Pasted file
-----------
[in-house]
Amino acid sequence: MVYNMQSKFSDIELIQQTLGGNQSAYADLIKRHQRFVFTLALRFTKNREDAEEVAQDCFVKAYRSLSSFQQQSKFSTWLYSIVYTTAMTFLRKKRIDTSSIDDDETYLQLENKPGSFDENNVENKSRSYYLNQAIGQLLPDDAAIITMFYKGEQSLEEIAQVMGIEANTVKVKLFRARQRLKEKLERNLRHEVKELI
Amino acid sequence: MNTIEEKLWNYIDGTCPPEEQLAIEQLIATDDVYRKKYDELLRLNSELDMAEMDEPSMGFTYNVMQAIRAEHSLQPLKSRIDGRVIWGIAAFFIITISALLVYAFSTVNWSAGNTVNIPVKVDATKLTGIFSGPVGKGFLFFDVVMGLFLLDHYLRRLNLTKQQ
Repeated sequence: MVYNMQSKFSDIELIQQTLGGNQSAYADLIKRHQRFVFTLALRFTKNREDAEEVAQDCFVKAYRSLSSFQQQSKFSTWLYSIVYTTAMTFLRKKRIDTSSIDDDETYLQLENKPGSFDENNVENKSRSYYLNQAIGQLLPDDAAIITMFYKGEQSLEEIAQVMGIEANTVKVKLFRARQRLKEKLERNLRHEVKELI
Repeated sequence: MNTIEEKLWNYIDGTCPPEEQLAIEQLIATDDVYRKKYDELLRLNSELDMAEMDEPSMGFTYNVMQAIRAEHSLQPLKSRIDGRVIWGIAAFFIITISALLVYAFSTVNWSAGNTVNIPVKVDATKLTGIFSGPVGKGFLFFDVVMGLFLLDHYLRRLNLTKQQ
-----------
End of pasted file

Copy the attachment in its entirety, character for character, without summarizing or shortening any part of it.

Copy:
[in-house]
Amino acid sequence: MVYNMQSKFSDIELIQQTLGGNQSAYADLIKRHQRFVFTLALRFTKNREDAEEVAQDCFVKAYRSLSSFQQQSKFSTWLYSIVYTTAMTFLRKKRIDTSSIDDDETYLQLENKPGSFDENNVENKSRSYYLNQAIGQLLPDDAAIITMFYKGEQSLEEIAQVMGIEANTVKVKLFRARQRLKEKLERNLRHEVKELI
Amino acid sequence: MNTIEEKLWNYIDGTCPPEEQLAIEQLIATDDVYRKKYDELLRLNSELDMAEMDEPSMGFTYNVMQAIRAEHSLQPLKSRIDGRVIWGIAAFFIITISALLVYAFSTVNWSAGNTVNIPVKVDATKLTGIFSGPVGKGFLFFDVVMGLFLLDHYLRRLNLTKQQ
Repeated sequence: MVYNMQSKFSDIELIQQTLGGNQSAYADLIKRHQRFVFTLALRFTKNREDAEEVAQDCFVKAYRSLSSFQQQSKFSTWLYSIVYTTAMTFLRKKRIDTSSIDDDETYLQLENKPGSFDENNVENKSRSYYLNQAIGQLLPDDAAIITMFYKGEQSLEEIAQVMGIEANTVKVKLFRARQRLKEKLERNLRHEVKELI
Repeated sequence: MNTIEEKLWNYIDGTCPPEEQLAIEQLIATDDVYRKKYDELLRLNSELDMAEMDEPSMGFTYNVMQAIRAEHSLQPLKSRIDGRVIWGIAAFFIITISALLVYAFSTVNWSAGNTVNIPVKVDATKLTGIFSGPVGKGFLFFDVVMGLFLLDHYLRRLNLTKQQ